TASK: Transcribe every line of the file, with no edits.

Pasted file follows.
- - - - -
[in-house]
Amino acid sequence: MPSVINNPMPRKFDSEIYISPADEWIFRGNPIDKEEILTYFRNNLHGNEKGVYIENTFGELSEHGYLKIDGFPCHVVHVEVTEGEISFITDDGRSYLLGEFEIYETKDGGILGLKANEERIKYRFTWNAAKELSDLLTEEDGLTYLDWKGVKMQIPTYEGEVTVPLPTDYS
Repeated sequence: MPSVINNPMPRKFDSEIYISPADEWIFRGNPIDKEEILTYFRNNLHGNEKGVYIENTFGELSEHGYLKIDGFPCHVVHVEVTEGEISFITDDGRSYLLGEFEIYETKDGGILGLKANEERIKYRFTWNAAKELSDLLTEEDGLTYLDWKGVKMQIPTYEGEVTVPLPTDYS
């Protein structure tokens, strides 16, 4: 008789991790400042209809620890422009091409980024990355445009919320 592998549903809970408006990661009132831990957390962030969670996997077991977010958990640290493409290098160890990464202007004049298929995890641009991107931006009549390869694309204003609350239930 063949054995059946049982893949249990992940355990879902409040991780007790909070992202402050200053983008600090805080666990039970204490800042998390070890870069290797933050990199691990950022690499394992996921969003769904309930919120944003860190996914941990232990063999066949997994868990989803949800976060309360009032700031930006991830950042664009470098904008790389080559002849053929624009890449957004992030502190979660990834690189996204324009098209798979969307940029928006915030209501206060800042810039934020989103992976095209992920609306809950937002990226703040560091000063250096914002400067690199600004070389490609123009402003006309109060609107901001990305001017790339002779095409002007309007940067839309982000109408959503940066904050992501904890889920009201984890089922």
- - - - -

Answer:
[in-house]
Amino acid sequence: MPSVINNPMPRKFDSEIYISPADEWIFRGNPIDKEEILTYFRNNLHGNEKGVYIENTFGELSEHGYLKIDGFPCHVVHVEVTEGEISFITDDGRSYLLGEFEIYETKDGGILGLKANEERIKYRFTWNAAKELSDLLTEEDGLTYLDWKGVKMQIPTYEGEVTVPLPTDYS
Repeated sequence: MPSVINNPMPRKFDSEIYISPADEWIFRGNPIDKEEILTYFRNNLHGNEKGVYIENTFGELSEHGYLKIDGFPCHVVHVEVTEGEISFITDDGRSYLLGEFEIYETKDGGILGLKANEERIKYRFTWNAAKELSDLLTEEDGLTYLDWKGVKMQIPTYEGEVTVPLPTDYS
């Protein structure tokens, strides 16, 4: 008789991790400042209809620890422009091409980024990355445009919320 592998549903809970408006990661009132831990957390962030969670996997077991977010958990640290493409290098160890990464202007004049298929995890641009991107931006009549390869694309204003609350239930 063949054995059946049982893949249990992940355990879902409040991780007790909070992202402050200053983008600090805080666990039970204490800042998390070890870069290797933050990199691990950022690499394992996921969003769904309930919120944003860190996914941990232990063999066949997994868990989803949800976060309360009032700031930006991830950042664009470098904008790389080559002849053929624009890449957004992030502190979660990834690189996204324009098209798979969307940029928006915030209501206060800042810039934020989103992976095209992920609306809950937002990226703040560091000063250096914002400067690199600004070389490609123009402003006309109060609107901001990305001017790339002779095409002007309007940067839309982000109408959503940066904050992501904890889920009201984890089922």